Re-sale values for this bike are truly staggering. Even though the model was again revised in 2021, an older CB125F will still command a very healthy re-sale price. I regularly see these on ebay for around £2000. Not bad for a basic eight year old commuter. There are not many bikes out there that hold their value as well as this.
Our "Betty" has now covered more than 30,000 miles without hiccup. Bearing in mind it has been a training school bike for the greater part of her bike, the only major component we had to replace was the ECU, and that only cost £30! Just change the oil regularly, check the brakes and tyres on a regular basis, keep an eye on your tyres and this remarkable little machine with a heritage going back to 1970, when I was just one year old, will not ever let you down.
Any new rider looking for a bike to gain experience and confidence on can have total faith on the CB125F. It is one of the best first bikes you can have, easy to ride, maintain and live with, what more can you ask for? And then, when you sell up you'll probably get back what you paid for! What's not to like?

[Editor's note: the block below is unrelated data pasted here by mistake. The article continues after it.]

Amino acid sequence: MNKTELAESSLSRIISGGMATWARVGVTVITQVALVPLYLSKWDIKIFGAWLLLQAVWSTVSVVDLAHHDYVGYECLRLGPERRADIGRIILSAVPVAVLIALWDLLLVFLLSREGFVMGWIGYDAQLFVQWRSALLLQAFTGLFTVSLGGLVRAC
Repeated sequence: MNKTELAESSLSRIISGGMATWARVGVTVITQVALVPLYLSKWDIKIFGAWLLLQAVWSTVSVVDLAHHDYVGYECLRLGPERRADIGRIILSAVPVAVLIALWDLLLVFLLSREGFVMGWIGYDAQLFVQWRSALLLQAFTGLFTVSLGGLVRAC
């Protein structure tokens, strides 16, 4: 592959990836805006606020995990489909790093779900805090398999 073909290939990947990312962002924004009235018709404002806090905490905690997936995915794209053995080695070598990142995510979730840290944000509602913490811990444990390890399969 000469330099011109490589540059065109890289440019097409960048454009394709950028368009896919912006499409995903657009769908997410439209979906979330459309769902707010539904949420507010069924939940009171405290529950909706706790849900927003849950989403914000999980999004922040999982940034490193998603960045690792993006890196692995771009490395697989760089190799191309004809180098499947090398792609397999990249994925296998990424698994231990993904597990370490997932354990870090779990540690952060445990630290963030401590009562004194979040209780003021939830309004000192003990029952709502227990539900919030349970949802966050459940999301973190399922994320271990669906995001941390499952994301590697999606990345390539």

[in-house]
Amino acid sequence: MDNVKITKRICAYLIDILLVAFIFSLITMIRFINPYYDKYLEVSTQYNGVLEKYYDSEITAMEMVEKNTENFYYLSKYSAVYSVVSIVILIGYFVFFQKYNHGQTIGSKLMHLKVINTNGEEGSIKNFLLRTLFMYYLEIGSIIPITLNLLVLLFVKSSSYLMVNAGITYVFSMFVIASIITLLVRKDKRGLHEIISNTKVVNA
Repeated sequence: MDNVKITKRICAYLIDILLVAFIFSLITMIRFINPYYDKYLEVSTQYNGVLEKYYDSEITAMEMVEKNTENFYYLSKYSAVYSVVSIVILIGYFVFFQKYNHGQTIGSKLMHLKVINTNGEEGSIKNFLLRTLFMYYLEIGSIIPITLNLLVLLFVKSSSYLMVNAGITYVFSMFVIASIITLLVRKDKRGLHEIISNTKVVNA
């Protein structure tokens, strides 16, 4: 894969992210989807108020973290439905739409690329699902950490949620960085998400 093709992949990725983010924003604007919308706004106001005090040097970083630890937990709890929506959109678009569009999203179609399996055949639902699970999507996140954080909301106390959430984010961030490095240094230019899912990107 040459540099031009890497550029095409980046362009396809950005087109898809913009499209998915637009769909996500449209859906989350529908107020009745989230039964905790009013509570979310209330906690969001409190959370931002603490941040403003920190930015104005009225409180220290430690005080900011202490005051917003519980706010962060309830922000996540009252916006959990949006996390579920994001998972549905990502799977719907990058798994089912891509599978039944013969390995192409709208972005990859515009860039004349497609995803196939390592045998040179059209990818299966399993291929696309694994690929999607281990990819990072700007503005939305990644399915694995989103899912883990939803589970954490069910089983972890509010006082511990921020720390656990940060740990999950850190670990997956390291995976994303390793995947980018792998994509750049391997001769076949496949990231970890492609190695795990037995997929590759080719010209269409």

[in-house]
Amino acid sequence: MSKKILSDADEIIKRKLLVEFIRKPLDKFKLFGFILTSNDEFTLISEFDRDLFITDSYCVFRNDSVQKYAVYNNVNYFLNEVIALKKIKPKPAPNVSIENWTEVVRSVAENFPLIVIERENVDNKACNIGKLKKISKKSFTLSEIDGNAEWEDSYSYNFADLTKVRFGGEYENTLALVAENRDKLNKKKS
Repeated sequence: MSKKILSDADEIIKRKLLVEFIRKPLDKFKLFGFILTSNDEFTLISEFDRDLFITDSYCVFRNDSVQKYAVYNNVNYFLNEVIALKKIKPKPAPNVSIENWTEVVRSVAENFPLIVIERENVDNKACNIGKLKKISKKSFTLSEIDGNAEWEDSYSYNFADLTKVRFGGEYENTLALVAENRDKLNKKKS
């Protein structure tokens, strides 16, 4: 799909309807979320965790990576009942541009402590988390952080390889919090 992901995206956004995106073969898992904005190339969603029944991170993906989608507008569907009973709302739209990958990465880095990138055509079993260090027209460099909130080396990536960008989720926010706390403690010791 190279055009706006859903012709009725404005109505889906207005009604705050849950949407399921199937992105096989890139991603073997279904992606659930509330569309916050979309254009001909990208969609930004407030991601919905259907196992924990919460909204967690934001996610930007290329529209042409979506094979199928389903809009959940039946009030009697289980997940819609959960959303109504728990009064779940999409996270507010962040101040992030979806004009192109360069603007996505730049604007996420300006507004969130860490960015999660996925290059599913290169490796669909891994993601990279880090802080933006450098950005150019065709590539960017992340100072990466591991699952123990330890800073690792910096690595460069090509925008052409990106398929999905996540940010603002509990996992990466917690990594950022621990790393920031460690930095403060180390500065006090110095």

Just to cool your jets a little though and stop you running off like a demon to your nearest Honda dealer, a word of caution. The model was "revised" in 2021. In this case, revised does not mean improved because, sadly, they have made a total pig's ear of it.
Build quality is not as good as previously. This is very clearly and interim end of the line version designed to fill the gap before the CB125R model was ready. Styling is attrocious. This was never a strong point with the CB125F but thisis an attempt to release something that would attract sales away from Chinese bikes. Why would anyone spend £2700 on this when a Mutt Mongrell, or a Herald or a Lexmoto Valiant, or any number of others are just much more stylish for around the same price?